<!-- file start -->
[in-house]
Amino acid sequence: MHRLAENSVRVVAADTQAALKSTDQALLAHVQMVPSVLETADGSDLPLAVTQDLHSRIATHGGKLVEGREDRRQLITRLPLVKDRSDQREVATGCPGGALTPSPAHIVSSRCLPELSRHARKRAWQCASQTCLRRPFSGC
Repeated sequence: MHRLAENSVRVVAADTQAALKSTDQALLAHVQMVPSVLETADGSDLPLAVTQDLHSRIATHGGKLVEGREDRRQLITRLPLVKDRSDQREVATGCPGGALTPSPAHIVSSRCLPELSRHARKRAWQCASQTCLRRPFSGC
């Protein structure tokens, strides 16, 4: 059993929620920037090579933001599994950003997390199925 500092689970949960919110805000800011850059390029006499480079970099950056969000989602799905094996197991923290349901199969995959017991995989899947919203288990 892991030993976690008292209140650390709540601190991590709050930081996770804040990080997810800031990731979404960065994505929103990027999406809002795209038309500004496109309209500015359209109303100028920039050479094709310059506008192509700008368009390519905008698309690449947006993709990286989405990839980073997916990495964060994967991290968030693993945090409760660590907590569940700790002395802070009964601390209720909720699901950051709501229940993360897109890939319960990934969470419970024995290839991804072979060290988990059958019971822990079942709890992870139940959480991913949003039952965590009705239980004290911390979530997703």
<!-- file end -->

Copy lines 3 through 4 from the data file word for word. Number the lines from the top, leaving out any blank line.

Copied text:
Repeated sequence: MHRLAENSVRVVAADTQAALKSTDQALLAHVQMVPSVLETADGSDLPLAVTQDLHSRIATHGGKLVEGREDRRQLITRLPLVKDRSDQREVATGCPGGALTPSPAHIVSSRCLPELSRHARKRAWQCASQTCLRRPFSGC
């Protein structure tokens, strides 16, 4: 059993929620920037090579933001599994950003997390199925 500092689970949960919110805000800011850059390029006499480079970099950056969000989602799905094996197991923290349901199969995959017991995989899947919203288990 892991030993976690008292209140650390709540601190991590709050930081996770804040990080997810800031990731979404960065994505929103990027999406809002795209038309500004496109309209500015359209109303100028920039050479094709310059506008192509700008368009390519905008698309690449947006993709990286989405990839980073997916990495964060994967991290968030693993945090409760660590907590569940700790002395802070009964601390209720909720699901950051709501229940993360897109890939319960990934969470419970024995290839991804072979060290988990059958019971822990079942709890992870139940959480991913949003039952965590009705239980004290911390979530997703």